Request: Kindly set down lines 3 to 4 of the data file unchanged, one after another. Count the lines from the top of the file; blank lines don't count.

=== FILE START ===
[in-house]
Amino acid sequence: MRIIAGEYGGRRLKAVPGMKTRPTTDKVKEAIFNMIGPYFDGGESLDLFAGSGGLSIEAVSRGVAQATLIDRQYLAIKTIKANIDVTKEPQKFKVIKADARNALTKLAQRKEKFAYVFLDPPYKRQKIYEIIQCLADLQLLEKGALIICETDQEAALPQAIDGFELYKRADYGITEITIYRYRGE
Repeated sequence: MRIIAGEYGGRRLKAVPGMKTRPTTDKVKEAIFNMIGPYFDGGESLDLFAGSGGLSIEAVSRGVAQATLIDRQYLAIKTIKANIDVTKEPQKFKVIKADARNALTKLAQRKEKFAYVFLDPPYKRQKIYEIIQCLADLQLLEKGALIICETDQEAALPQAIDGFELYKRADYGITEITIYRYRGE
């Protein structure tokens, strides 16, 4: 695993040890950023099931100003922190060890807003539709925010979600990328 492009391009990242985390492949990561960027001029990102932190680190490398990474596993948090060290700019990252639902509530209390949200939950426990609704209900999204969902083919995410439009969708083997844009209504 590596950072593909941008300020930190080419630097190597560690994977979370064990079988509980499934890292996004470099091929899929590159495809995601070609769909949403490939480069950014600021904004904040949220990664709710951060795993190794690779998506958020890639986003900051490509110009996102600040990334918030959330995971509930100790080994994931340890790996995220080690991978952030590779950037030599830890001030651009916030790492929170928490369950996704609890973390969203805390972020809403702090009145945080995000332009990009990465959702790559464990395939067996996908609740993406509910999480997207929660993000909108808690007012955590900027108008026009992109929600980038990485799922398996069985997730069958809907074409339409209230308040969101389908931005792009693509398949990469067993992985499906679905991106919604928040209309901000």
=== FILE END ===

Repeated sequence: MRIIAGEYGGRRLKAVPGMKTRPTTDKVKEAIFNMIGPYFDGGESLDLFAGSGGLSIEAVSRGVAQATLIDRQYLAIKTIKANIDVTKEPQKFKVIKADARNALTKLAQRKEKFAYVFLDPPYKRQKIYEIIQCLADLQLLEKGALIICETDQEAALPQAIDGFELYKRADYGITEITIYRYRGE
């Protein structure tokens, strides 16, 4: 695993040890950023099931100003922190060890807003539709925010979600990328 492009391009990242985390492949990561960027001029990102932190680190490398990474596993948090060290700019990252639902509530209390949200939950426990609704209900999204969902083919995410439009969708083997844009209504 590596950072593909941008300020930190080419630097190597560690994977979370064990079988509980499934890292996004470099091929899929590159495809995601070609769909949403490939480069950014600021904004904040949220990664709710951060795993190794690779998506958020890639986003900051490509110009996102600040990334918030959330995971509930100790080994994931340890790996995220080690991978952030590779950037030599830890001030651009916030790492929170928490369950996704609890973390969203805390972020809403702090009145945080995000332009990009990465959702790559464990395939067996996908609740993406509910999480997207929660993000909108808690007012955590900027108008026009992109929600980038990485799922398996069985997730069958809907074409339409209230308040969101389908931005792009693509398949990469067993992985499906679905991106919604928040209309901000």